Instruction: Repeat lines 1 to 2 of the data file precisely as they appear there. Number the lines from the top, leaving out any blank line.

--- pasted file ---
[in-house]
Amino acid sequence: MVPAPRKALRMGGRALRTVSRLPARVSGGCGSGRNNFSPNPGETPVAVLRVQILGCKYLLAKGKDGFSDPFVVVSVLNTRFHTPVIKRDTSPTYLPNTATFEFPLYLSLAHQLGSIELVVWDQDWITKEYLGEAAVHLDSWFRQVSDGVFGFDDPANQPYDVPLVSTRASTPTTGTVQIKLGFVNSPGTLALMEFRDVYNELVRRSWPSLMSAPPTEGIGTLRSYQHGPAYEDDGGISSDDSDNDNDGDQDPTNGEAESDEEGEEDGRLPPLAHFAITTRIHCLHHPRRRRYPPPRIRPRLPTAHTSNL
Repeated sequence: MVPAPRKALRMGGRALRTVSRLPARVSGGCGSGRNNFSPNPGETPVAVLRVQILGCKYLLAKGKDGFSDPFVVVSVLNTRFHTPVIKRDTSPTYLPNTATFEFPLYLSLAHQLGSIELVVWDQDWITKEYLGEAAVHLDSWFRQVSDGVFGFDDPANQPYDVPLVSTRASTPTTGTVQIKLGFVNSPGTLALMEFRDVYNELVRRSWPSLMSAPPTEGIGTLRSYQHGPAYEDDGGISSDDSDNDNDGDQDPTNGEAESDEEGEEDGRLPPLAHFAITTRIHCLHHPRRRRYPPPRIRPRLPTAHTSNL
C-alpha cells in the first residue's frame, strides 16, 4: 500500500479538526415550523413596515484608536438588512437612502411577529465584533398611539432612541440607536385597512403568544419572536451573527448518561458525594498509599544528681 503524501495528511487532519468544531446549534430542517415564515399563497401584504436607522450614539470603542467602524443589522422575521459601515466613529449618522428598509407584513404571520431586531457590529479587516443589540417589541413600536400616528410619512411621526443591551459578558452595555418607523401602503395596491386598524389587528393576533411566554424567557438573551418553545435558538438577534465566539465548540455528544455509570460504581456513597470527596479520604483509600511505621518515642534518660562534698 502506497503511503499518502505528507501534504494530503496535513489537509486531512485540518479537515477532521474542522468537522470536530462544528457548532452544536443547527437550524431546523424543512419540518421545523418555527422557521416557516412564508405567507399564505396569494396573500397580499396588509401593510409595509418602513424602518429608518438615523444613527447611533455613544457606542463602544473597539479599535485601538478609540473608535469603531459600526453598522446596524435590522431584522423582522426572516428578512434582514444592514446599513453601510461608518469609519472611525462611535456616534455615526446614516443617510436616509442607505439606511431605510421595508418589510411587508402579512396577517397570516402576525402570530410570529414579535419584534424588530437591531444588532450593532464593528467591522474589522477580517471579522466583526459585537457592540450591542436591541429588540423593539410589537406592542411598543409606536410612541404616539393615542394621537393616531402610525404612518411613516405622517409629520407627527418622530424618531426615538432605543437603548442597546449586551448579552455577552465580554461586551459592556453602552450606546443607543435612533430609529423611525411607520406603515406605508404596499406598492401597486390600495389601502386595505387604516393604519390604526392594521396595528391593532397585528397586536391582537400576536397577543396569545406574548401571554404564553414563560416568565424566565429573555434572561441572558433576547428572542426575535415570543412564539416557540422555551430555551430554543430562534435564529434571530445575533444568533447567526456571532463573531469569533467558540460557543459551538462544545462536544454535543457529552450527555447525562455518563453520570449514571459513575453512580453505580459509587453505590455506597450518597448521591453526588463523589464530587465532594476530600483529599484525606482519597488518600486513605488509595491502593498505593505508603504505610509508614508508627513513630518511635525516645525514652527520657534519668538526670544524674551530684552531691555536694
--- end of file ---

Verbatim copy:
[in-house]
Amino acid sequence: MVPAPRKALRMGGRALRTVSRLPARVSGGCGSGRNNFSPNPGETPVAVLRVQILGCKYLLAKGKDGFSDPFVVVSVLNTRFHTPVIKRDTSPTYLPNTATFEFPLYLSLAHQLGSIELVVWDQDWITKEYLGEAAVHLDSWFRQVSDGVFGFDDPANQPYDVPLVSTRASTPTTGTVQIKLGFVNSPGTLALMEFRDVYNELVRRSWPSLMSAPPTEGIGTLRSYQHGPAYEDDGGISSDDSDNDNDGDQDPTNGEAESDEEGEEDGRLPPLAHFAITTRIHCLHHPRRRRYPPPRIRPRLPTAHTSNL